Economic perils take toll on Hillel

GW Hillel is looking to pull itself out of a financial hole after losing 8 percent of its small endowment in the Bernard Madoff scandal last month and seeing a 22 percent drop in donations for the year.

Robert Fishman, Hillel’s executive director, sent an e-mail in late December appealing for donations to make up some of the nearly $40,000 drop in fundraising from 2007 to 2008. Hillel provides programming and services to GW’s Jewish community, which is about a third of the total undergraduate population.

“With the economic crisis of 2008, most philanthropies are really hurting, and we are one of them,” Fishman wrote in the e-mail. “Fundraising for the fiscal year is down 22 percent from last year at the same time. We need to raise $36,000 to get back to where we need to be.”

In addition to flagging donations, Hillel, along with several other D.C.-area groups with endowments managed by the Jewish Federation of Greater Washington, suffered an 8 percent endowment loss as a result of the multi-billion dollar Ponzi scheme orchestrated by Madoff.

Fishman estimated that the group lost about $6,000 of its endowment in the Madoff scandal, but he said these losses would not force the group to cut programs.

“GW Hillel does not touch its endowment. It is used for emergency situations only,” Fishman wrote in an e-mail. “Thus, it will not affect our day to day operations.”

Hillel’s poor fundraising year, however, is likely to affect the programs and services it can offer. A majority of Hillel’s annual budget – 85 percent – is drawn from fundraising.

The Jewish Students Association, which receives its own funding from Student Association allocations, is not expected to be hurt by the downturn in fundraising or Hillel’s injured endowment, JSA President Josh Abrams said.

Abrams, however, acknowledged that the Madoff scandal has wide-reaching implications in the Jewish community and for groups like GW Hillel.

“Unfortunately, the world of Jewish philanthropy is small,” said Abrams, a junior. “When such a scheme occurs, Jewish philanthropists who donate money are hurt. As a result, Jewish organizations that provide services to Jews all around the country are hurt.”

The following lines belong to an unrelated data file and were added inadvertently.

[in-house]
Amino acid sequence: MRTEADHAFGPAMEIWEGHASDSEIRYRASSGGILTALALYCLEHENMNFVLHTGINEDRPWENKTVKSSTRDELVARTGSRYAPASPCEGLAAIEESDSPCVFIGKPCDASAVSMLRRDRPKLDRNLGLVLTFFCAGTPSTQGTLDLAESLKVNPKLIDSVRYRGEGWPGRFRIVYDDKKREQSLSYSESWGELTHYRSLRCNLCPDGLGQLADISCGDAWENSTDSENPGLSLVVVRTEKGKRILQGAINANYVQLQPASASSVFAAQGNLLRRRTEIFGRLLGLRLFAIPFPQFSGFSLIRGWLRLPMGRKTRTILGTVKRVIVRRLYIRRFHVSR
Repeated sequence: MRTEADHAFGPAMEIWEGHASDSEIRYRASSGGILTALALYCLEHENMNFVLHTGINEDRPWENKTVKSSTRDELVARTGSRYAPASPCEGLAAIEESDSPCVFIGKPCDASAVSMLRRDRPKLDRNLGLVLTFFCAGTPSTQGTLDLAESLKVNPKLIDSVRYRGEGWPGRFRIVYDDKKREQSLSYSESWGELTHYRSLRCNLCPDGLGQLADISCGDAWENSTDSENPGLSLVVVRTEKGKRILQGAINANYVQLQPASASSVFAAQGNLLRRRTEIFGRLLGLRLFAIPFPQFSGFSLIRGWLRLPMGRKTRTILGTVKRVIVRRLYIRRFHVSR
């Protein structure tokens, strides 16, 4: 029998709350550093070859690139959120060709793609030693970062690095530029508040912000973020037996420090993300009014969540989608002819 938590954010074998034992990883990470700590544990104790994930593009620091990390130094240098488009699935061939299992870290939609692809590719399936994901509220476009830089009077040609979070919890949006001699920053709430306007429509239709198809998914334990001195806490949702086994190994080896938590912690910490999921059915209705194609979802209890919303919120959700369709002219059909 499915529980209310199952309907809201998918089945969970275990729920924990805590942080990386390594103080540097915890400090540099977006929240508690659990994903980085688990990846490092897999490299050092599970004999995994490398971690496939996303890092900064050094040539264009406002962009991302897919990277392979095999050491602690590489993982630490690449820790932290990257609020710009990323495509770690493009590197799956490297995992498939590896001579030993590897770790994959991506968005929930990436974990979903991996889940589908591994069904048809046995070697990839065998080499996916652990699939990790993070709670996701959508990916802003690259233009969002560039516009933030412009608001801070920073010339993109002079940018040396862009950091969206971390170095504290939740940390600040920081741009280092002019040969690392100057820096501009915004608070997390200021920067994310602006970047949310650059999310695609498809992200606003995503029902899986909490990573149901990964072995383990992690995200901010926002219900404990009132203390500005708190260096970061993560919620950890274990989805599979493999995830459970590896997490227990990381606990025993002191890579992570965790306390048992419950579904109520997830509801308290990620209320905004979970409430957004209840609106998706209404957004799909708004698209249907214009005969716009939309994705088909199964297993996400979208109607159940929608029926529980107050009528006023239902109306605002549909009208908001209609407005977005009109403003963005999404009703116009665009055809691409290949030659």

Other area Hillel organizations said they were also affected by the economic downturn and the Madoff scandal.

Rabbi Kenneth Cohen, director of Hillel at American University, said that while his chapter of Hillel did not have any funds invested with Madoff, several of its donors suffered losses, and its single biggest donor has signaled that he will have to cut back on contributions to Hillel as a result of the situation.

“That has been a philanthropic Pearl Harbor,” Cohen said.

Ari Israel, executive director of Hillel at the University of Maryland, said it is difficult to predict exactly how Maryland’s Hillel will be affected, but the group has taken several steps to protect against economic volatility, including cutting costs.

“It is unlikely that Maryland Hillel will hit the fundraising target that we set for 2008/2009,” Israel said in an e-mail. “At the same time, we are, at this point, fiscally secure, as many of our partners and benefactors have generously realized the vital role that MD Hillel plays in developing this and the future generations of Jewish leadership and affiliation.”

Although Maryland’s Hillel also suffered endowment losses as a result of the Madoff scandal, Israel said that, as in GW’s case, the endowment funds were not intended for immediate use and the group will work to rebuild the lost money.

Sarah Scire contributed to this report.

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